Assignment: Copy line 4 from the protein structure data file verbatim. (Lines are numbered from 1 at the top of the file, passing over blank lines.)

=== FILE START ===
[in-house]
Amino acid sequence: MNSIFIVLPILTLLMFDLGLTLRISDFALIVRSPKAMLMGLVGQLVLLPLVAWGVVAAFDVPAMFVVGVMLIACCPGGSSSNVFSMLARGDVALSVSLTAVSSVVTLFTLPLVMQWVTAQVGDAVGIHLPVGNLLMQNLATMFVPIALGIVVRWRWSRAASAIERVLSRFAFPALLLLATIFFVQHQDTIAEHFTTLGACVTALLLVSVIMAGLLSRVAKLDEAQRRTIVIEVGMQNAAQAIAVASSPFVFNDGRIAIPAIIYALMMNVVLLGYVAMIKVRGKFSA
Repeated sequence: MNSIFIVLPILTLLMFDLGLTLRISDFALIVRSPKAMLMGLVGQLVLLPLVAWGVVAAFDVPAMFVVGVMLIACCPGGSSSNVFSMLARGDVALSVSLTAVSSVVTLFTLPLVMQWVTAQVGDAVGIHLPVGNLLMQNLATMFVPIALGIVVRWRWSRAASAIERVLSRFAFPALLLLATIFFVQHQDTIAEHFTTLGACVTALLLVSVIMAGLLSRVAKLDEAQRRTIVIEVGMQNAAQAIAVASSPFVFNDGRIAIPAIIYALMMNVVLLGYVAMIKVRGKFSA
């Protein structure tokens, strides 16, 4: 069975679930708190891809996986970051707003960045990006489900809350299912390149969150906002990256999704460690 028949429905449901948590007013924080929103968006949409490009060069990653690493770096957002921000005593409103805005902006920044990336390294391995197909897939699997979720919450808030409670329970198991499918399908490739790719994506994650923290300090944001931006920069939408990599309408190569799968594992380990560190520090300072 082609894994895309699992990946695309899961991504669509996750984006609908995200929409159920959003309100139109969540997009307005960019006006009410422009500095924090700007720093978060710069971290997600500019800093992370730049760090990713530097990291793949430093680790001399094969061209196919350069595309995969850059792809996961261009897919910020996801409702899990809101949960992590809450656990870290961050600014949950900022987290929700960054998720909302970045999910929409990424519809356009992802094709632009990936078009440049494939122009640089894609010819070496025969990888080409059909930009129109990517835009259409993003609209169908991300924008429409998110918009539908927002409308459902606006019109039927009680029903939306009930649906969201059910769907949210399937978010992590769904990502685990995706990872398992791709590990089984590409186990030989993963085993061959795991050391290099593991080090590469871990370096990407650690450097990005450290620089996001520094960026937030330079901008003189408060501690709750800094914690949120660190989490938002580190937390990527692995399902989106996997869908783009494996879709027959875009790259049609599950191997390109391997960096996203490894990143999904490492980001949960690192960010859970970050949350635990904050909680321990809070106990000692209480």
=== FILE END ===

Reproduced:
């Protein structure tokens, strides 16, 4: 069975679930708190891809996986970051707003960045990006489900809350299912390149969150906002990256999704460690 028949429905449901948590007013924080929103968006949409490009060069990653690493770096957002921000005593409103805005902006920044990336390294391995197909897939699997979720919450808030409670329970198991499918399908490739790719994506994650923290300090944001931006920069939408990599309408190569799968594992380990560190520090300072 082609894994895309699992990946695309899961991504669509996750984006609908995200929409159920959003309100139109969540997009307005960019006006009410422009500095924090700007720093978060710069971290997600500019800093992370730049760090990713530097990291793949430093680790001399094969061209196919350069595309995969850059792809996961261009897919910020996801409702899990809101949960992590809450656990870290961050600014949950900022987290929700960054998720909302970045999910929409990424519809356009992802094709632009990936078009440049494939122009640089894609010819070496025969990888080409059909930009129109990517835009259409993003609209169908991300924008429409998110918009539908927002409308459902606006019109039927009680029903939306009930649906969201059910769907949210399937978010992590769904990502685990995706990872398992791709590990089984590409186990030989993963085993061959795991050391290099593991080090590469871990370096990407650690450097990005450290620089996001520094960026937030330079901008003189408060501690709750800094914690949120660190989490938002580190937390990527692995399902989106996997869908783009494996879709027959875009790259049609599950191997390109391997960096996203490894990143999904490492980001949960690192960010859970970050949350635990904050909680321990809070106990000692209480």